In a genre dedicated to telling stories, communicating emotions, and enthralling an audience, documentaries ostensibly represent a chance to tell a truth to that audience. They give filmmakers a chance to show the world as it is and try to tell the story of that world in a true way.
Author’s note: I have forgone the usual reviewing format to write a more personal piece. I saw it as simply the only way to come to terms with the experience I had with Jacques Demy’s The Umbrellas of Cherbourg (1964) when I watched it for the first time. Therefore, although there will be some critical […]
Once or twice a year, sometimes more if the heavens are smiling down on us, a film critic will see a movie, leave the theater, and ask him or herself one very important question. And no, it is not the commonly posited, “what else could that money have gone to?” because films create jobs, and […]
The film noir genre is easily recognized by a dark mood, a high-contrast setting, or a protagonist with a tight tongue and a loose code of ethics. It reeks of doom and stale cigarettes, and is always about a bad idea, a bad guy, a bad girl, and a bad outcome. It is insistently pessimistic. […]
In his book The Open Road, author David Campany puts forth the question: “is America imaginable without the road trip?” Particularly within the world of photography, the curiosity of the road is boundless. Motels, buses, cars, diners and gas stations are now iconic images thanks to landmark photographic works by artists such as Ed Rushca, […]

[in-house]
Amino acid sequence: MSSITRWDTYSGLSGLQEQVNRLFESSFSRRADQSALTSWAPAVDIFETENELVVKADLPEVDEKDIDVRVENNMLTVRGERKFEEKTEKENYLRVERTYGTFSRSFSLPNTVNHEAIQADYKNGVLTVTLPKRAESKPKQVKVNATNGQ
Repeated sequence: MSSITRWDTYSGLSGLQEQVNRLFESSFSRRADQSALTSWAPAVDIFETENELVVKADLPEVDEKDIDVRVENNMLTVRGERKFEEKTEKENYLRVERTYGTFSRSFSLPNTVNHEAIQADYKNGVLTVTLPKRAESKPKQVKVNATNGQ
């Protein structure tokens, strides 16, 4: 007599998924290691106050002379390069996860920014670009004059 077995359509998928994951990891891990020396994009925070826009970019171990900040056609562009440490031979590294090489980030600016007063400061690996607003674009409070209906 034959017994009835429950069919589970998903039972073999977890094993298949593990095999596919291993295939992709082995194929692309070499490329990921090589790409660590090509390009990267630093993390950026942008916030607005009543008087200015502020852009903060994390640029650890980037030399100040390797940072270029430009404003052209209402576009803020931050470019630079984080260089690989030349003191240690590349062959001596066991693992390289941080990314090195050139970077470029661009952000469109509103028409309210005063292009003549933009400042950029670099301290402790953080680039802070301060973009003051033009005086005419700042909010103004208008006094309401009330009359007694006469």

When one thinks about Africa, it isn’t film that first springs to mind. Indeed, the first impression might be that large sections of the continent are either too poor or too unstable to support a film industry, let alone one that thrives as thoroughly as Nollywood, Bollywood, or Hollywood. The impression might be that, outside […]
What makes Akira Kurosawa’s “Throne of Blood” (1957) so appealing is that it is both an adaptation and a period piece. This take on Shakespeare’s “Macbeth” has been infused with Noh Theater, a famous Japanese art form, and set during the time of medieval Japanese civil wars that decimated the country (Prince). In the end, […]
During their first impromptu date, Alvy Singer (Woody Allen) and Annie Hall (Diane Keaton) trade awkward exchanges over a glass of wine, all the while trying to mask their inner thoughts about self-consciousness and sexuality. However, whether it was the alcohol or a Freudian slip, at one point during this scene Annie labels Alvy, with […]